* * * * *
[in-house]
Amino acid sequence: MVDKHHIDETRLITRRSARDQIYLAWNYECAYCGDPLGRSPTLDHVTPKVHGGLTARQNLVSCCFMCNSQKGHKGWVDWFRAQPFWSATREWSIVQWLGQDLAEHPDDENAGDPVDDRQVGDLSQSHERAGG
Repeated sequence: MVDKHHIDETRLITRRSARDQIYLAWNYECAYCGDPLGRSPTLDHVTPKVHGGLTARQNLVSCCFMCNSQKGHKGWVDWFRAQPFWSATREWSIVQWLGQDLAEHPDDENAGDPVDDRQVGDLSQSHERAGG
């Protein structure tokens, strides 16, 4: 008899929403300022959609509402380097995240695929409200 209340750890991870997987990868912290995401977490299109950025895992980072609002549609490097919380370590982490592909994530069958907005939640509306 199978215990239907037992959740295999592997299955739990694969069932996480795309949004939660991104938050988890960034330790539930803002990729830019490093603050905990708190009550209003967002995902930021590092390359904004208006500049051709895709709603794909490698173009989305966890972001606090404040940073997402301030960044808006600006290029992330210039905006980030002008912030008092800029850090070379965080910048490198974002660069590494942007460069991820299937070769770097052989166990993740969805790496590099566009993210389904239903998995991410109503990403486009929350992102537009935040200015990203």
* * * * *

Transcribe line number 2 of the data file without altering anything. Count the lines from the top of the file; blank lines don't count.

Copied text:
Amino acid sequence: MVDKHHIDETRLITRRSARDQIYLAWNYECAYCGDPLGRSPTLDHVTPKVHGGLTARQNLVSCCFMCNSQKGHKGWVDWFRAQPFWSATREWSIVQWLGQDLAEHPDDENAGDPVDDRQVGDLSQSHERAGG